The CUNY Journalism Press is the academic publishing arm of the City of New York Graduate School of Journalism. The Press was launched in the autumn of 2012 with the mission of publishing serious books about journalism and the news media – history, theory, criticism, craft, memoir and more. The Press is organized, in conjunction with the independent publishing house OR Books, as a new model for publishing – some call it co-publishing – in response to changes in the publishing marketplace and publishing technology. Our aim is to publish books by, for and about journalists that might not otherwise be published in the commercial marketplace.

The CUNY Graduate School of Journalism, the only public graduate school of journalism in the Northeast, opened its doors in 2006 under Dean Stephen Shepard, formerly the editor of Business Week. Widely known for its emphasis on multimedia, interactive and cross-platform reporting and storytelling, the school’s intensive three-semester program offers a Master of Arts in Journalism. The school is also known for its innovative training in emerging technology and for its Tow-Knight Center for Entrepreneurial Journalism, dedicated to finding new business models. The school is the first in the world to offer an M.A. in Entrepreneurial Journalism.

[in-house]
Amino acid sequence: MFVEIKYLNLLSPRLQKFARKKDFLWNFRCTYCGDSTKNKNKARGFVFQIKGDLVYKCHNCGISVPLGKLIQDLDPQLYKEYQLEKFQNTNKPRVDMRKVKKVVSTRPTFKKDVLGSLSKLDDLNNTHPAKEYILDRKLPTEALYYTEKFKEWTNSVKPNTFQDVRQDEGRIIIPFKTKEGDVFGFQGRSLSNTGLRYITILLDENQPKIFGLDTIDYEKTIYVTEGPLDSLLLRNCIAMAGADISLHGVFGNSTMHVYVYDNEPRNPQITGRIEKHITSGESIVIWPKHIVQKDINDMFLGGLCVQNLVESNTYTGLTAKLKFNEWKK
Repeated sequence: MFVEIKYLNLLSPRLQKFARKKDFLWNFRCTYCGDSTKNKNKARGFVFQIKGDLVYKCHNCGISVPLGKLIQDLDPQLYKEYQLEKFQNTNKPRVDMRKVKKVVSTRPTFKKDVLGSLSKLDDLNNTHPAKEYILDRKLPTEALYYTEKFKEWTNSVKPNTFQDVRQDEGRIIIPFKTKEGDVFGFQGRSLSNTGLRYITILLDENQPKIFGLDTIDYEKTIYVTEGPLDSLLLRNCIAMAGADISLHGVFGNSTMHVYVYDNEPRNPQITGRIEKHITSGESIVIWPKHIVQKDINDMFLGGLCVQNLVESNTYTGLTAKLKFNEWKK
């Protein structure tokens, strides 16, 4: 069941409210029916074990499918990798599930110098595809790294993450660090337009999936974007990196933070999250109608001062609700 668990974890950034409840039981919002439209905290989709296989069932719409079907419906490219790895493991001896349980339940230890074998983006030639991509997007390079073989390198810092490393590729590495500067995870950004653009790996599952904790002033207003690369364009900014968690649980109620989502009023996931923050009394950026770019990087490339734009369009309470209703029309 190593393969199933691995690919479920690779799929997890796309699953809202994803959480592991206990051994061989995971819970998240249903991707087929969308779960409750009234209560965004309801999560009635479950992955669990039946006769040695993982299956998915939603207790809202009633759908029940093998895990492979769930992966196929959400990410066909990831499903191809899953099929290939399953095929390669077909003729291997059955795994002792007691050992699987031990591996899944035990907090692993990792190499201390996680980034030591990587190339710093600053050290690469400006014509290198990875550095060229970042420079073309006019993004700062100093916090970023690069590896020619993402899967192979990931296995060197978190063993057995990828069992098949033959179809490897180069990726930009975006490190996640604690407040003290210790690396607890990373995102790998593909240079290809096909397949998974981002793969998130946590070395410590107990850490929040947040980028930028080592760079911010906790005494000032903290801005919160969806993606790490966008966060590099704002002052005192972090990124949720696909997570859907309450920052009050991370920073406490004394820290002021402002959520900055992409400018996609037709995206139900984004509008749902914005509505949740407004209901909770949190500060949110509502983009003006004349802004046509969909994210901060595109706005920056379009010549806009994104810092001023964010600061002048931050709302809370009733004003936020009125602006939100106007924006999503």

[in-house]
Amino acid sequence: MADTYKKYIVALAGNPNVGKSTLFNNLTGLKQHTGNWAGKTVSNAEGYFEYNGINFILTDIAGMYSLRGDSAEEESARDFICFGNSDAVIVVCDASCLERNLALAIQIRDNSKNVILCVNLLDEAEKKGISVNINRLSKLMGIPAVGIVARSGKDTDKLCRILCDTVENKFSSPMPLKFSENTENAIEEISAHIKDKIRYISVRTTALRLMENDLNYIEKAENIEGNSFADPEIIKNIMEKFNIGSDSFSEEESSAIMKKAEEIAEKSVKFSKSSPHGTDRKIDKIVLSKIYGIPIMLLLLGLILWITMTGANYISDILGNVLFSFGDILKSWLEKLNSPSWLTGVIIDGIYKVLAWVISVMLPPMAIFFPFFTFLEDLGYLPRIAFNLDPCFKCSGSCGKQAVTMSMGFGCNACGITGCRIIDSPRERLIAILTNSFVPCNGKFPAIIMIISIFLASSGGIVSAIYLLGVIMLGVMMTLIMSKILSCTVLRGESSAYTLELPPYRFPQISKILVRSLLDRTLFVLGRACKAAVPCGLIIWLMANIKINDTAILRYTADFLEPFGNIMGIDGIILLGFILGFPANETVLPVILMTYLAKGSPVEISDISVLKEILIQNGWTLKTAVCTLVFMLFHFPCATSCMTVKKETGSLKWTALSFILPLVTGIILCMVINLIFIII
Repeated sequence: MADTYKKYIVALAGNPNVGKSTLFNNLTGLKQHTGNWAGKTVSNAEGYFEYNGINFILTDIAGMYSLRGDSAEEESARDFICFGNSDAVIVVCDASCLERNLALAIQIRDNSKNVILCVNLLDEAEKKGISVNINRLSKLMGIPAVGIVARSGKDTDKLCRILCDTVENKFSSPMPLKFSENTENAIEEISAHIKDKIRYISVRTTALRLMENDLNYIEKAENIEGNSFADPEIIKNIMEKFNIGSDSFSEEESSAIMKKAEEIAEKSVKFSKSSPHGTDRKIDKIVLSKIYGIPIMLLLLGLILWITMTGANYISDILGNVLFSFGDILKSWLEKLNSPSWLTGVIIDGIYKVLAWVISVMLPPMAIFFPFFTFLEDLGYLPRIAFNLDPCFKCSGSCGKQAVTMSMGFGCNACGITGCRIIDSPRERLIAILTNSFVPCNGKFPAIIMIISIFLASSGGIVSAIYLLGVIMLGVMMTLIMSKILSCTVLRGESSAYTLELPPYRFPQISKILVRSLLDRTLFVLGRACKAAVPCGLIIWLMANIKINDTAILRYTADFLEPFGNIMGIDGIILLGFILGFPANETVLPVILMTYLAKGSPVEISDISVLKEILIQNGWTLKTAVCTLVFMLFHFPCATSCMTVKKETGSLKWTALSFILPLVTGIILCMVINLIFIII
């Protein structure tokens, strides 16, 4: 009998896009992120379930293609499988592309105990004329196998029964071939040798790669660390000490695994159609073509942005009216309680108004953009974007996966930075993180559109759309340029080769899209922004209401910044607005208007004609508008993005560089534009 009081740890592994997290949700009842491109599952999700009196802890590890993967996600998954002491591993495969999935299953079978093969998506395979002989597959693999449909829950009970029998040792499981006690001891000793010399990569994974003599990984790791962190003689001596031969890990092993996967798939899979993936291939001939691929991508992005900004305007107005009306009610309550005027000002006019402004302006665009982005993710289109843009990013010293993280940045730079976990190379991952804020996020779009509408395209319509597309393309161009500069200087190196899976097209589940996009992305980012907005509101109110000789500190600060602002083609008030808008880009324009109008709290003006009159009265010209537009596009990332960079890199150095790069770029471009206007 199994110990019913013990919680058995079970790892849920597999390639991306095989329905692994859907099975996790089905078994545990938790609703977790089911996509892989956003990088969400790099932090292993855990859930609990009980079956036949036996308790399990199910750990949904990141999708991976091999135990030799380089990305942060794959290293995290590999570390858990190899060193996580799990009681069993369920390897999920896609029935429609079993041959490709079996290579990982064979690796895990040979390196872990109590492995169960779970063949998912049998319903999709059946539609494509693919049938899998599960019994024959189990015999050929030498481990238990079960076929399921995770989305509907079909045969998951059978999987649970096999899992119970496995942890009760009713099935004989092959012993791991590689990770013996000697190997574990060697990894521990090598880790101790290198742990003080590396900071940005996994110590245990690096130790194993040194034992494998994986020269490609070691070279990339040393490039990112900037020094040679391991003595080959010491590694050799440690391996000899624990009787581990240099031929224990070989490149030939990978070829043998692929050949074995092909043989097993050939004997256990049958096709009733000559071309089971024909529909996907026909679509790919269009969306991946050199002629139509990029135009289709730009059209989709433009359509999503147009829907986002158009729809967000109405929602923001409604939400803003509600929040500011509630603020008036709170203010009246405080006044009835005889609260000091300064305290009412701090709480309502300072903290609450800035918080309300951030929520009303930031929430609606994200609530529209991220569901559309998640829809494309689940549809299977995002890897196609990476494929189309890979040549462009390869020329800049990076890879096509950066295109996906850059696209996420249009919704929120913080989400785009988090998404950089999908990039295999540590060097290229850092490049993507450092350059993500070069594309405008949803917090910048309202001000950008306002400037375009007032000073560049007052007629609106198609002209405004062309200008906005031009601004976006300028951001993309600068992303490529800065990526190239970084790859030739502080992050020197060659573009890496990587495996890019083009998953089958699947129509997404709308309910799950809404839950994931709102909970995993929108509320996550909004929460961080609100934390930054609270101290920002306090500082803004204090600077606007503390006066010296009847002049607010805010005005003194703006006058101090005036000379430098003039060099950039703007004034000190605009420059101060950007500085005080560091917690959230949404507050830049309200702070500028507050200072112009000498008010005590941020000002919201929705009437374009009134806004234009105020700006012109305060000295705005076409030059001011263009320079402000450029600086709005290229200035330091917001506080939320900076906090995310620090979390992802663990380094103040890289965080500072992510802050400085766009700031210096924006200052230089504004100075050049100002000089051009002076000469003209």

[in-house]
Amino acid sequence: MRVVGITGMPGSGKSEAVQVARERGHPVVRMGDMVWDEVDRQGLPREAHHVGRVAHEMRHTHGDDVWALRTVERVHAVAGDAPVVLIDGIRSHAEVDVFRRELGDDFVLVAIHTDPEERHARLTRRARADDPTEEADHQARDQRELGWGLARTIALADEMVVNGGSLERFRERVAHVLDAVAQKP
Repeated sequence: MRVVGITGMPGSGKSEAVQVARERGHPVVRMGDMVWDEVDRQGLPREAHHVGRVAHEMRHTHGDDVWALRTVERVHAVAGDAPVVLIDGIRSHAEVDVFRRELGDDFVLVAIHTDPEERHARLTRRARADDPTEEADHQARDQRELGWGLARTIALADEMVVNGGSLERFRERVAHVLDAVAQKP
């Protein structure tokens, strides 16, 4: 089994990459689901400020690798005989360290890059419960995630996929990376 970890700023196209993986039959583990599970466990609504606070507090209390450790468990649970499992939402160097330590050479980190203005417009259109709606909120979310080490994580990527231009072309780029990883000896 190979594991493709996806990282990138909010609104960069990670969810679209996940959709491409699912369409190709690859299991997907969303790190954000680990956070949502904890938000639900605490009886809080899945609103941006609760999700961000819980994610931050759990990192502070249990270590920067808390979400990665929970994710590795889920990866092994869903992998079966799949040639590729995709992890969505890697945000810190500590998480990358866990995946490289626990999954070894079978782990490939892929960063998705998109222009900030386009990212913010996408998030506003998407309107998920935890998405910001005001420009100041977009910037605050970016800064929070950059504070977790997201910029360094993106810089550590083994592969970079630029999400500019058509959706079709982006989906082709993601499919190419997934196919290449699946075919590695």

About Our Logo
The distinctive bridge-themed logo for the CUNY Journalism Press was designed – along with our website – by Rosaleen Ortiz, a member of the CUNY Journalism School’s second class of graduates in 2008. The bridge theme is appropriate on several levels. For one, New York is a city of bridges connecting not only the five boroughs, but connecting the city to the rest of the state and the nation. On another level, the City University of New York historically has been a bridge for immigrants and other working-class people to the opportunities offered by the best of American higher education. Finally, we see the CUNY Journalism Press as a bridge between traditional mainstream publishing and the 21st-century innovations that are transforming the way we produce and consume books and other media.